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Keywords:

  • adaptive management;
  • Amphispiza belli;
  • California Channel Islands;
  • global climate change;
  • island endemic;
  • population viability analysis;
  • San Clemente sage sparrow

Abstract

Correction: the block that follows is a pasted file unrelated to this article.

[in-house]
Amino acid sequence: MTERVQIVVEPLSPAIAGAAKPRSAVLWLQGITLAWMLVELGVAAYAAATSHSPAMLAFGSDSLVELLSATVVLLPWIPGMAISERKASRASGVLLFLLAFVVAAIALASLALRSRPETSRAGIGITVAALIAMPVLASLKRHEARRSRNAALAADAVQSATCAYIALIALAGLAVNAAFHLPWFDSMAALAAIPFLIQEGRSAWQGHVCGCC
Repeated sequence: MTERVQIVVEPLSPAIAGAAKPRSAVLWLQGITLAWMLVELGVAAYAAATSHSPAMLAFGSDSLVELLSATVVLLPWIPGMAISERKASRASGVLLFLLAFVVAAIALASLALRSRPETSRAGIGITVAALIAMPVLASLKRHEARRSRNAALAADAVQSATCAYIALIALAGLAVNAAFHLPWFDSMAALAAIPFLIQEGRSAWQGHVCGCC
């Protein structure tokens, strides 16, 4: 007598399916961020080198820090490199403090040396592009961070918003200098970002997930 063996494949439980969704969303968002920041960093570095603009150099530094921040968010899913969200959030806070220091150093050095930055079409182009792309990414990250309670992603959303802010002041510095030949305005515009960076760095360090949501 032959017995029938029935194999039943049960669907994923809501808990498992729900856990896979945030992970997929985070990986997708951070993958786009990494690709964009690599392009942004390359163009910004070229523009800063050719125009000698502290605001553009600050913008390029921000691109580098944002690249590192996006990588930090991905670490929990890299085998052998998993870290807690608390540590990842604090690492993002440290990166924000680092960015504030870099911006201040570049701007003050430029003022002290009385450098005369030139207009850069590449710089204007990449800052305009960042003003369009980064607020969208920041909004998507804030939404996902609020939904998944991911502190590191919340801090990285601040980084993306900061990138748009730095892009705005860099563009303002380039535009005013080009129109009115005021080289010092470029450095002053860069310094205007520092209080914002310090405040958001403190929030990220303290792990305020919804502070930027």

Threats to a species' persistence are likely to change as conservation measures reduce some threats, while natural and anthropogenic changes increase others. Despite a variety of potential underlying mechanisms, extinction threats will be manifested through one of the 3 components of population dynamics: reducing population growth potential, increasing population variability, or lowering the population ceiling. Consequently, effective management can be guided by monitoring programs and population models that examine each of these components. We examined the potential for a coupled monitoring and modeling effort to guide management of species-at-risk while accounting for evolving risks using the case study of the threatened San Clemente sage sparrow (Amphispiza belli clementeae). Originally listed due to a low population ceiling imposed by severe habitat loss, we found that the major threat to San Clemente sage sparrow persistence has shifted to low population growth potential driven by high juvenile mortality. We further found that successful mitigation of high juvenile mortality will shift the primary threat to drought frequency, which is predicted to increase on San Clemente Island as a consequence of global climate change. The latter shift is a consequence of the boom-bust ecology exhibited by San Clemente sage sparrows in response to rainfall—likely a common characteristic of short-lived terrestrial vertebrates in arid environments. Our ability to successfully recover this species hinges on a comprehensive monitoring and modeling program incorporating all 3 components of population dynamics informing changes in management priorities to reflect shifting threats. Our study indicates that the next critical step to recovering sage sparrows is to understand and mitigate the causes of high juvenile mortality. In response to these predictions, the United States Navy has funded a radio-telemetry study to determine the cause(s) of juvenile mortalities. © 2011 The Wildlife Society.